The anti-Park rally coincided with the funeral for Baek Nam-gi, a 69-year-old activist farmer, who died after being knocked down by a police water cannon during an anti-government rally a year ago. 

Bereaved families of Baek Nam-gi, a 69-year-old activst farmer, weep during a send-off ceremony held at Gwanghwamun Square, central Seoul, Saturday. (Yonhap)

Baek’s funeral was held at 8 a.m. with some 200 people in attendance at Seoul National University Hospital. 

Thousands of citizens were seen paying respect to the deceased at a send-off ceremony in Gwanghamun Square ahead of the rally. Some 30 lawmakers from the opposition bloc joined the event. 

“We are holding the funeral for my father at last, thanks to many Koreans who have fought alongside us since my father was hit by the water cannon blast last year,” Baek’s eldest daughter Baek Do-raji said in a letter. “As those responsible for my father’s death have not even been indicted, this is just a beginning of our fight for justice.”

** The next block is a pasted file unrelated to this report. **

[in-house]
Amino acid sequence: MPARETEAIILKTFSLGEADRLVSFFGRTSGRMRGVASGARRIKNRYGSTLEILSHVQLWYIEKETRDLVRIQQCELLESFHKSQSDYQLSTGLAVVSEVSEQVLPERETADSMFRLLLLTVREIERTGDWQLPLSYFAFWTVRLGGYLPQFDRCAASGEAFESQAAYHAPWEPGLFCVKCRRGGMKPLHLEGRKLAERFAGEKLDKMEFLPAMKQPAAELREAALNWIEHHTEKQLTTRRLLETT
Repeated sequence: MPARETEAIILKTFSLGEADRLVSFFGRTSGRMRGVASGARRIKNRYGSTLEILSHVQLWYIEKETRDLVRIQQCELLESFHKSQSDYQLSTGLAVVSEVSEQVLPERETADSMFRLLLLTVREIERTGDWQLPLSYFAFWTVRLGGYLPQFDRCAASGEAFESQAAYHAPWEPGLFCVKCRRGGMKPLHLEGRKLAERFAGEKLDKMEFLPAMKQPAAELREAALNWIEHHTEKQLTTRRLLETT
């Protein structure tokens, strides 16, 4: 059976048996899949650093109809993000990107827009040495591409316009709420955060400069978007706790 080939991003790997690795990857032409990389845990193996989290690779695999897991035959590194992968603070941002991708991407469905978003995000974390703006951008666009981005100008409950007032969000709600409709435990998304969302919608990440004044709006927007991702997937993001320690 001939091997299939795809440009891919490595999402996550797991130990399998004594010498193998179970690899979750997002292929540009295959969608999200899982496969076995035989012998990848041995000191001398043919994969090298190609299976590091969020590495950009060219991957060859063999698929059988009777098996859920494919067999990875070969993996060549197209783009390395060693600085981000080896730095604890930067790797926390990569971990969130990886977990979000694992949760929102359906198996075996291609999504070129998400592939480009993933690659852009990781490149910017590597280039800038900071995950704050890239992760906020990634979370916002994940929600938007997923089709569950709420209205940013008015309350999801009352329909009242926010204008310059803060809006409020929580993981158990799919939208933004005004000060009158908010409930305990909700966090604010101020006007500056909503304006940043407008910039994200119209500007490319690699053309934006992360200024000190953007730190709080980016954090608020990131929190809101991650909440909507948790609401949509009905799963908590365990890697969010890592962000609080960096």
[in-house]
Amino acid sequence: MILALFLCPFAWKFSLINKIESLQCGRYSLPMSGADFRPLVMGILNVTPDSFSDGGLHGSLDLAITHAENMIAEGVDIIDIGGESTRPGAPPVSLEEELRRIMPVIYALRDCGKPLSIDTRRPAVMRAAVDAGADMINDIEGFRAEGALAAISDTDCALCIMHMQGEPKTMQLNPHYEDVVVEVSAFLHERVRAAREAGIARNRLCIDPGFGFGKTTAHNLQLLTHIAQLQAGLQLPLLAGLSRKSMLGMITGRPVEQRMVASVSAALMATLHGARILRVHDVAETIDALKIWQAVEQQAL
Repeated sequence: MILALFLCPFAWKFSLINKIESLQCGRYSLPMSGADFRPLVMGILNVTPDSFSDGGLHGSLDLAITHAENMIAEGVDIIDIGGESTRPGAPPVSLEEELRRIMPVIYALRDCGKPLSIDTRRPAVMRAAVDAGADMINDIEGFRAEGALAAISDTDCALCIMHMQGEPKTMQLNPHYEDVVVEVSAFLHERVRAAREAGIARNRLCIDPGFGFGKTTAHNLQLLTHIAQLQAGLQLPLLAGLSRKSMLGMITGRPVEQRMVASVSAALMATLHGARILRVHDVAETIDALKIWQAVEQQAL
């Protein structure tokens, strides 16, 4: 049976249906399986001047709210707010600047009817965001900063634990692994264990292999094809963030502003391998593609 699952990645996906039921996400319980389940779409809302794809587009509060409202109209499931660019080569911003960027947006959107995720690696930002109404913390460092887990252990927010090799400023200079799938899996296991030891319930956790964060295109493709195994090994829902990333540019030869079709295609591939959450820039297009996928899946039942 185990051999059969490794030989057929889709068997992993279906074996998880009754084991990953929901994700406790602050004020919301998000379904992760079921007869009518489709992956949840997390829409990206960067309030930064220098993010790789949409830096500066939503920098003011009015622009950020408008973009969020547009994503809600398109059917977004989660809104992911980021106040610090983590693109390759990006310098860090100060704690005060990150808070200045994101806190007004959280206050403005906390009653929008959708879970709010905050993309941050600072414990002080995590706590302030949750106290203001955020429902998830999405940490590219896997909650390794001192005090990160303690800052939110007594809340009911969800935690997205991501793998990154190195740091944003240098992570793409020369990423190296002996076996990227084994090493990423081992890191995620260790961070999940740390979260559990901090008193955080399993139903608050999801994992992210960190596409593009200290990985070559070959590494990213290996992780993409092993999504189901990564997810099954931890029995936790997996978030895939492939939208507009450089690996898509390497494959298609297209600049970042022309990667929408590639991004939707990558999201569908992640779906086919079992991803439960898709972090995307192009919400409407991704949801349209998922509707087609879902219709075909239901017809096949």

The bereaved families are asking for a special investigation into Baek’s death. 

Opposition lawmakers including Rep. Moon Jae-in, Rep Choo Mi-ae and Rep. Park Ju-min of the Democratic Party of Korea attended the send-off ceremony for Baek Nam-gi held at Gwanghwamun Square, central Seoul, Saturday. (Yonhap)

Seoul Mayor Park Won-soon, one of the few high-profile lawmakers who has officially demanded President Park to resign, vowed to take down the administration.

“A murderous water cannon blast knocked you down and took your life. It is clearly a crime committed in the name of the public authority,” Park said in a letter addressed to the deceased. 

The funeral had been delayed for more than a month amid controversy over the police’s decision to conduct an autopsy to determine the cause of death. The police withdrew the plan in the face of opposition from Baek’s bereaved family and civic groups.

By Ock Hyun-ju (